5. Chapter 5
    6. Chapter 6
    7. Chapter 7
    8. Chapter 8
    9. Chapter 9
    10. Chapter 10
    11. Chapter 11
    12. Chapter 12
    13. Chapter 13
    14. Chapter 14
    15. Chapter 15
    16. Chapter 16
    17. Chapter 17
    18. Chapter 18
    19. Chapter 19
    20. Chapter 20
    21. Chapter 21
    22. Chapter 22
    23. Chapter 23
    24. Chapter 24
    25. Chapter 25
    26. Chapter 26
    27. Chapter 27
    28. Chapter 28
    29. Chapter 29
    30. Chapter 30
    31. Chapter 31
    32. Chapter 32
    33. Chapter 33
    34. Chapter 34
  41. Index

Learning Objectives

By the end of this section, you will be able to:

  • Explain the image formation by the eye.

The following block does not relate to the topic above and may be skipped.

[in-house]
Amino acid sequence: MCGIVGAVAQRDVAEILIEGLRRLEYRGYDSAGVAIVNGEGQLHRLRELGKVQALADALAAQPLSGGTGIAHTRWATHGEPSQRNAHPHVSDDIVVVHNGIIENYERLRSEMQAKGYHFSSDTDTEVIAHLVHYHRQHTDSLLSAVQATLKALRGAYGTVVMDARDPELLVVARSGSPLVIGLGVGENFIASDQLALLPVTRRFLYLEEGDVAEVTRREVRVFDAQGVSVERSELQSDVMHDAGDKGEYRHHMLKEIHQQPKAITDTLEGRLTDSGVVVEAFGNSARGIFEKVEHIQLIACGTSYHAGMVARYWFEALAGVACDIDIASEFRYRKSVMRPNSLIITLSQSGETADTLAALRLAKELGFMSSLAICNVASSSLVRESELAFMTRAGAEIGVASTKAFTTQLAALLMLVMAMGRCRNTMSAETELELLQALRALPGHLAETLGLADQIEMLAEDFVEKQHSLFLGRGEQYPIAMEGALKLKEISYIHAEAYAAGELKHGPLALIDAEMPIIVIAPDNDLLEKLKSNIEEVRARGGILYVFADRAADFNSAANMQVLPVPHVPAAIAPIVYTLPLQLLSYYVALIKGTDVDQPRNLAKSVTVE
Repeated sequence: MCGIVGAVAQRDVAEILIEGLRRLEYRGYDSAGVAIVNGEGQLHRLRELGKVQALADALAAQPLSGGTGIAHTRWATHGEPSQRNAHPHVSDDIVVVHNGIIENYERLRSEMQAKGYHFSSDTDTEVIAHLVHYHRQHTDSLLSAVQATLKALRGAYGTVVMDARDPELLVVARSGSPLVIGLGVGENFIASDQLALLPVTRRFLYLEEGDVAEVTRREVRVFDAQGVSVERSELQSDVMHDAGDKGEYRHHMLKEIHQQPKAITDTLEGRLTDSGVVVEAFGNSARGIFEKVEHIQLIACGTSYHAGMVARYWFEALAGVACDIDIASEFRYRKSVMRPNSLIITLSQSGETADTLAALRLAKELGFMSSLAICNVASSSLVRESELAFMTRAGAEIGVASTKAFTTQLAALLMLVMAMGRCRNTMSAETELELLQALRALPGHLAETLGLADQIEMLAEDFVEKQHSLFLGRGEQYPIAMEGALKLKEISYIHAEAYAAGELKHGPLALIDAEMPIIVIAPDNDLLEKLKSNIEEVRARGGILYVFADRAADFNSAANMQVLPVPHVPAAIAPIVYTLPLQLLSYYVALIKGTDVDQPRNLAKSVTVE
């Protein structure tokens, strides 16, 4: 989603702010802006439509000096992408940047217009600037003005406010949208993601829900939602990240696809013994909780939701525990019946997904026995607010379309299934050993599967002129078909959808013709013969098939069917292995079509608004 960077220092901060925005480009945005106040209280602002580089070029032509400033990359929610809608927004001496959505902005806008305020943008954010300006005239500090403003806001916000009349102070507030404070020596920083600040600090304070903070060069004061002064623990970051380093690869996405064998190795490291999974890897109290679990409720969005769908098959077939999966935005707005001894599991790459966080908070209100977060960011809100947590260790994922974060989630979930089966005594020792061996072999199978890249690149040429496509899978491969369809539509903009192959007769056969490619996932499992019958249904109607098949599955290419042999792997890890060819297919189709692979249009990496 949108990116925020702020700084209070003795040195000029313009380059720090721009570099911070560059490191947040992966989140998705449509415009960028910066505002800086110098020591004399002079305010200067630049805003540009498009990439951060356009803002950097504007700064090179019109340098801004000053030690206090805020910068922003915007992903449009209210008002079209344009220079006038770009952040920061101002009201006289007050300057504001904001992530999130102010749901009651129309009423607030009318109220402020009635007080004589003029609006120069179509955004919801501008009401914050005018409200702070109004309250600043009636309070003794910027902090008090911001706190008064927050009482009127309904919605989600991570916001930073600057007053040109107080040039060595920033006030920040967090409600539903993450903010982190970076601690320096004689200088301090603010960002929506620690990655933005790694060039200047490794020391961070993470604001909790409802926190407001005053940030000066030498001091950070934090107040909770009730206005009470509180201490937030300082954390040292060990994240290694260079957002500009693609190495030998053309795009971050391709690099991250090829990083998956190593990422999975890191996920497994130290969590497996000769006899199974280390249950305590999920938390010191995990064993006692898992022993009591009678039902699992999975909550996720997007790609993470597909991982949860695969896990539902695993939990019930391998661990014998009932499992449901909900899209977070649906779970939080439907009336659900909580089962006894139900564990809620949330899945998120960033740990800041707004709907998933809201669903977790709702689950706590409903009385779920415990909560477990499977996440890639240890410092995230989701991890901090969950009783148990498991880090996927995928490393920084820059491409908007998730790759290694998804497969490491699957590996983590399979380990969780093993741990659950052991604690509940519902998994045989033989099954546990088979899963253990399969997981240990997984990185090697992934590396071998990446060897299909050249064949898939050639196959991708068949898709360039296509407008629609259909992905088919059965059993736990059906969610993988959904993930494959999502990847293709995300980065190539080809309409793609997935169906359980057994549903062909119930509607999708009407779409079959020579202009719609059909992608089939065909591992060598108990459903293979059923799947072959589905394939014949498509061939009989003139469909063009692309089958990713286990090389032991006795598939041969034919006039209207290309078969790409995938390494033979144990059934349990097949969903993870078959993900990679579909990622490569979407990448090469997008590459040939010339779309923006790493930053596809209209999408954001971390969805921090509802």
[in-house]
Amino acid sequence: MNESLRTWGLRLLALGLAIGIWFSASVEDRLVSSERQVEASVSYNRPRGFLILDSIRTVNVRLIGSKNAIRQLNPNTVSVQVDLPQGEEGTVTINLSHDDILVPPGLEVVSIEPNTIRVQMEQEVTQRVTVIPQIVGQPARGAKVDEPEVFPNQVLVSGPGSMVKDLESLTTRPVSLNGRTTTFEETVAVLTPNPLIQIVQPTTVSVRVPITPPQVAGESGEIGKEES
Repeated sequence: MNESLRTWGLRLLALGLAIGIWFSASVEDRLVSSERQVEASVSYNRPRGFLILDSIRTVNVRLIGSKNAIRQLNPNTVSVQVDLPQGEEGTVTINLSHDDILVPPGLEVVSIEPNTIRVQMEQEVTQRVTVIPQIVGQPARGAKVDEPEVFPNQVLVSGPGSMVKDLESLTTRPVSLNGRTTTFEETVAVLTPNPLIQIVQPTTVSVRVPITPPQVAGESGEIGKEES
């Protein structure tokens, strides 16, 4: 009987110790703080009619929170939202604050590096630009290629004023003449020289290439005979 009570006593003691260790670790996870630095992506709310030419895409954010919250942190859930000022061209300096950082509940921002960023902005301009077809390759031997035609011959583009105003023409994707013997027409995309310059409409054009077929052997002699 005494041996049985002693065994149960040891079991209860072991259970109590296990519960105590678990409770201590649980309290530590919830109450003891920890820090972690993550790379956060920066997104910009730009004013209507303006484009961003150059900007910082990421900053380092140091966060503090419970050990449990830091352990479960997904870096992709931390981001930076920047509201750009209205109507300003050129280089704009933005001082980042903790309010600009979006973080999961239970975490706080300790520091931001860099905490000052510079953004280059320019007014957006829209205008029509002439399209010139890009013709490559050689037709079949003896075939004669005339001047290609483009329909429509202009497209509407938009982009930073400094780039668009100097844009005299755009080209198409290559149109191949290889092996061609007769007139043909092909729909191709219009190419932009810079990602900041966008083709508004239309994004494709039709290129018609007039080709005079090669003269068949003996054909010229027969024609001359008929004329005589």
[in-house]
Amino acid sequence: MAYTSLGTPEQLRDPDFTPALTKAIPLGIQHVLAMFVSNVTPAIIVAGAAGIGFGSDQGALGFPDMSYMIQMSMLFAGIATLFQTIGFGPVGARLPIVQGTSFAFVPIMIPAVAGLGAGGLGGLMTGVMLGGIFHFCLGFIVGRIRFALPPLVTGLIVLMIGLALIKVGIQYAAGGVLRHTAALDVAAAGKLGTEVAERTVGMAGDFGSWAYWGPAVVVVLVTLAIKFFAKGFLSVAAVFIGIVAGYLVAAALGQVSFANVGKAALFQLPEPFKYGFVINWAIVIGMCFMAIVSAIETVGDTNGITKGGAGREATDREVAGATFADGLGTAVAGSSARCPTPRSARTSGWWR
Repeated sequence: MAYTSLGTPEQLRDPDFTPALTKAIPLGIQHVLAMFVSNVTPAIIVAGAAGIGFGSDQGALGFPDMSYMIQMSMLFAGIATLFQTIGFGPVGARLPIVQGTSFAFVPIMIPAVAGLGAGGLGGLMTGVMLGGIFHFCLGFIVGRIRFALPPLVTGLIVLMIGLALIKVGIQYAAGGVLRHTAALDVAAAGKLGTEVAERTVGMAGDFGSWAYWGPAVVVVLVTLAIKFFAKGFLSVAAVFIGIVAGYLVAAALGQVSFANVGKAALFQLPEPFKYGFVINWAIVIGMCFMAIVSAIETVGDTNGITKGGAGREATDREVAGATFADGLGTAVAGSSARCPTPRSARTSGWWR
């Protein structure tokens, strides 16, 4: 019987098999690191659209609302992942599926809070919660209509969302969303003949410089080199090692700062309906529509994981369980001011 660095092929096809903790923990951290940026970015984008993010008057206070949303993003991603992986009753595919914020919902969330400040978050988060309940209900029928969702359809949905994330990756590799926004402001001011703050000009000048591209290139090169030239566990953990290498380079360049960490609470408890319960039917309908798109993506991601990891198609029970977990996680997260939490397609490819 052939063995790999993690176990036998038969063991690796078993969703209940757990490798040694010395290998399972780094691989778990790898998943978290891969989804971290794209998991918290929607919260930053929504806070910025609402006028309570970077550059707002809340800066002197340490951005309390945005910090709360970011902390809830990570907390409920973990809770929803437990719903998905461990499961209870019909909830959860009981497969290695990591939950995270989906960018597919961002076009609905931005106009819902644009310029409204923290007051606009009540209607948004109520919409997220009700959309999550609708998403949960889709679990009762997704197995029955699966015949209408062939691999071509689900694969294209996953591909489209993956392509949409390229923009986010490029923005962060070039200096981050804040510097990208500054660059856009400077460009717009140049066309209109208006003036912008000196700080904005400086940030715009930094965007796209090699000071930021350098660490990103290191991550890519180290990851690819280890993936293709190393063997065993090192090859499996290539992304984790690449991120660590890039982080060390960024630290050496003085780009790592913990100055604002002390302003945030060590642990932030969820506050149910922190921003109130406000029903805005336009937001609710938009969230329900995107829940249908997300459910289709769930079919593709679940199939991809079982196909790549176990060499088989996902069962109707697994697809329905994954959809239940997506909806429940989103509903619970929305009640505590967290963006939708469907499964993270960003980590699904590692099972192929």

• Explain why peripheral images lack detail and color.
  • Define refractive indices.
  • Analyze the accommodation of the eye for distant and near vision.

The information presented in this section supports the following AP® learning objectives and science practices:

  • 6.E.5.1 The student is able to use quantitative and qualitative representations and models to analyze situations and solve problems about image formation occurring due to the refraction of light through thin lenses. (S.P. 1.4, 2.2)

The eye is perhaps the most interesting of all optical instruments. The eye is remarkable in how it forms images and in the richness of detail and color it can detect. However, our eyes commonly need some correction, to reach what is called “normal” vision, but should be called ideal rather than normal. Image formation by our eyes and common vision correction are easy to analyze with the optics discussed in Geometric Optics.